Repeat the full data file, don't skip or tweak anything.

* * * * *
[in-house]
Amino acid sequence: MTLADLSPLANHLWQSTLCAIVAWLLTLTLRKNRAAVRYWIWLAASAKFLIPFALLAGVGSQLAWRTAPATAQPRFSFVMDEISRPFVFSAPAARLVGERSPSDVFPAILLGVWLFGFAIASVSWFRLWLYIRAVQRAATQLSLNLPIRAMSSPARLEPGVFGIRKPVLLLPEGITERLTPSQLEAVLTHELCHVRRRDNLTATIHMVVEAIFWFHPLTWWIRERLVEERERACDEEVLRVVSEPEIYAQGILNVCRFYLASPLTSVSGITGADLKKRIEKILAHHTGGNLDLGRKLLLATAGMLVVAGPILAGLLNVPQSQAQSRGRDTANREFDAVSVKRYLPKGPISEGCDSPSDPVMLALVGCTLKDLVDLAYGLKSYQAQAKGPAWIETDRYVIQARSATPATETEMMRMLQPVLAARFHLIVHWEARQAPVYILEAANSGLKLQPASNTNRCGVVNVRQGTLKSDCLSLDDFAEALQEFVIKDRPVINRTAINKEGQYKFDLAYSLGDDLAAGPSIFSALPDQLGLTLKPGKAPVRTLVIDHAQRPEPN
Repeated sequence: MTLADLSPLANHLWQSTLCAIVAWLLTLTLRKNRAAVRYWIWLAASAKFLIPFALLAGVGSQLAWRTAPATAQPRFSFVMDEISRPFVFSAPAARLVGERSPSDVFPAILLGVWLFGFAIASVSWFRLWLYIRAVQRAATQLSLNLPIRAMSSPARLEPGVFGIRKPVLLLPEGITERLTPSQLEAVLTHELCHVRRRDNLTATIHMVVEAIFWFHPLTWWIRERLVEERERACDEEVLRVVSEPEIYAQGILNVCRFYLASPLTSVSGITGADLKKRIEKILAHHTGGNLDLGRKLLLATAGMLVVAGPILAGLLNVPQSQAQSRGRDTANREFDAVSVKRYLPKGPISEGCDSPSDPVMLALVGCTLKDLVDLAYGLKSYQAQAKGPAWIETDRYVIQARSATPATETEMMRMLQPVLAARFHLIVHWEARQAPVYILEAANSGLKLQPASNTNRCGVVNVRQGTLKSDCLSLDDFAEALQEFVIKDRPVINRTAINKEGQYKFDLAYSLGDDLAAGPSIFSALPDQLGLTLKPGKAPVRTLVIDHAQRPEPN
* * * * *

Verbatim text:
[in-house]
Amino acid sequence: MTLADLSPLANHLWQSTLCAIVAWLLTLTLRKNRAAVRYWIWLAASAKFLIPFALLAGVGSQLAWRTAPATAQPRFSFVMDEISRPFVFSAPAARLVGERSPSDVFPAILLGVWLFGFAIASVSWFRLWLYIRAVQRAATQLSLNLPIRAMSSPARLEPGVFGIRKPVLLLPEGITERLTPSQLEAVLTHELCHVRRRDNLTATIHMVVEAIFWFHPLTWWIRERLVEERERACDEEVLRVVSEPEIYAQGILNVCRFYLASPLTSVSGITGADLKKRIEKILAHHTGGNLDLGRKLLLATAGMLVVAGPILAGLLNVPQSQAQSRGRDTANREFDAVSVKRYLPKGPISEGCDSPSDPVMLALVGCTLKDLVDLAYGLKSYQAQAKGPAWIETDRYVIQARSATPATETEMMRMLQPVLAARFHLIVHWEARQAPVYILEAANSGLKLQPASNTNRCGVVNVRQGTLKSDCLSLDDFAEALQEFVIKDRPVINRTAINKEGQYKFDLAYSLGDDLAAGPSIFSALPDQLGLTLKPGKAPVRTLVIDHAQRPEPN
Repeated sequence: MTLADLSPLANHLWQSTLCAIVAWLLTLTLRKNRAAVRYWIWLAASAKFLIPFALLAGVGSQLAWRTAPATAQPRFSFVMDEISRPFVFSAPAARLVGERSPSDVFPAILLGVWLFGFAIASVSWFRLWLYIRAVQRAATQLSLNLPIRAMSSPARLEPGVFGIRKPVLLLPEGITERLTPSQLEAVLTHELCHVRRRDNLTATIHMVVEAIFWFHPLTWWIRERLVEERERACDEEVLRVVSEPEIYAQGILNVCRFYLASPLTSVSGITGADLKKRIEKILAHHTGGNLDLGRKLLLATAGMLVVAGPILAGLLNVPQSQAQSRGRDTANREFDAVSVKRYLPKGPISEGCDSPSDPVMLALVGCTLKDLVDLAYGLKSYQAQAKGPAWIETDRYVIQARSATPATETEMMRMLQPVLAARFHLIVHWEARQAPVYILEAANSGLKLQPASNTNRCGVVNVRQGTLKSDCLSLDDFAEALQEFVIKDRPVINRTAINKEGQYKFDLAYSLGDDLAAGPSIFSALPDQLGLTLKPGKAPVRTLVIDHAQRPEPN